Published: 01 April 2012
... and Equilibrium is a sustained development of a thought-provoking new approach to natural language meaning. Prashant Parikh approaches mean- ing through looking at how utterances work in communicative contexts. He uses the formal tools of game theory to develop a model of utterance-meaning as an equilibrium...
Journal Article
The Philosophical Review (2006) 115 (2): 169–198.
Published: 01 April 2006
Journal Article
The Philosophical Review (2002) 111 (1): 142–147.
Published: 01 January 2002
... of relativism and social constructivism that occur to us are self-refuting or manifestly implausible. The heart of the book explores the far more sophisti- cated arguments for relativism based on the ideas of our most influential phi- losophers: Wittgenstein (language-game, private language, rule-following...
Journal Article
The Philosophical Review (2012) 121 (4): 483–538.
Published: 01 October 2012
... is related to Hall’s own prescription about such cases. For the moment, I simply assume, follow- ing Lewis, that chance and inadmissible evidence can come apart in this way, and that our game involves an example of that phenomenon. For future reference, let us also introduce a variant of the game...
Journal Article
The Philosophical Review (2001) 110 (2): 291–295.
Published: 01 April 2001
... have led to a large body of work on nonmonotonic logics. Third, games are playing a growing role in logic; examples include Hintikka s game-theoretic semantics, the dialogue games of Lorenzen, and the Ehrenfeucht-Fraisse back- and-forth games that are increasingly prominent in model theory...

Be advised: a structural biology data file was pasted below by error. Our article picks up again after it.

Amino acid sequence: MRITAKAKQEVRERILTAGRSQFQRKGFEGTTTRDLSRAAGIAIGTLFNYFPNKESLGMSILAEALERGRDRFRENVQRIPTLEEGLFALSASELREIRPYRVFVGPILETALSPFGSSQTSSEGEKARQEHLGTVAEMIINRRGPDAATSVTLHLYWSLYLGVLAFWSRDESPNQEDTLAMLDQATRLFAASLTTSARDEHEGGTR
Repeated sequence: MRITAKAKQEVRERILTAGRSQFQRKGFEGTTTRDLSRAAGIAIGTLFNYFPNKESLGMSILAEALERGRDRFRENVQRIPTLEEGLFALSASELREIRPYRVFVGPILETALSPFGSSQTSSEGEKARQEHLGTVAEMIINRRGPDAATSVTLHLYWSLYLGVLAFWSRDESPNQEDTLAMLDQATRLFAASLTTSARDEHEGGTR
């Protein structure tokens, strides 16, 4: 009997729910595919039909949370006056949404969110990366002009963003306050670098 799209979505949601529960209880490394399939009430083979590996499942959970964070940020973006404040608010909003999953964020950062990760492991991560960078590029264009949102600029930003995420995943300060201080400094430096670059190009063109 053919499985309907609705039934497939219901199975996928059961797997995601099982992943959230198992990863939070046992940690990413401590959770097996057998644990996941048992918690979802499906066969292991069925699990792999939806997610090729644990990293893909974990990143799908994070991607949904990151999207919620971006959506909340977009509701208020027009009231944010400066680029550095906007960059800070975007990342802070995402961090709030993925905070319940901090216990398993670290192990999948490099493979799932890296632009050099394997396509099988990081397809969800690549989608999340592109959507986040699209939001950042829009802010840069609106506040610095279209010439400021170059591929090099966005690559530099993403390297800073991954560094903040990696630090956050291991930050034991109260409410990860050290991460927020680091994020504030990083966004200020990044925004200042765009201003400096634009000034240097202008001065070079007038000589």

Journal Article
The Philosophical Review (2004) 113 (1): 1–30.
Published: 01 January 2004
... of a game of make-believe: roughly, a stretch of imaginative activity, involving one or more actors, subject to rules that determine what is to be imagined as part of the game. In Walton’s influential development of this idea, children as well as adults play such games on the basis of props...
Journal Article
The Philosophical Review (2018) 127 (2): 151–196.
Published: 01 April 2018
FIGURES
Journal Article
The Philosophical Review (2002) 111 (3): 465–470.
Published: 01 July 2002
... of rational choice is circular: in particular, they present games in which rational choices exhibit the kind of circularity we saw with circular definitions. (A related point is made by Skyrms.) They argue that a more satisfying account of rationality can be provided by formulating the correct rules...
Journal Article
The Philosophical Review (2012) 121 (3): 443–450.
Published: 01 July 2012
... is to set the bar for coherence too high. To see this, consider an agent watching a game of chess. At a certain point in the game, he or she is told by an extremely reliable chess master that one player can definitely checkmate the other in two moves. The information that our agent has about...
Journal Article
The Philosophical Review (2018) 127 (4): 541–545.
Published: 01 October 2018
... from philosophy, game theory, and psychology, she provides a rigorous account of how social norms behave in the wild; and more importantly, she uses case studies, as well as formal models and empirical tools, to explain how we can successfully change social norms that are deeply entrenched within...
Journal Article
The Philosophical Review (2021) 130 (2): 335–338.
Published: 01 April 2021
... as being in the same boat as Richard Jeffrey's (1983: 154) quip that anyone who offers me a chance to play the St. Petersburg Game is a liar, since he represents himself as having an indefinitely large bank. Good practical advice, perhaps, but it does not get at the heart of the problem the game poses...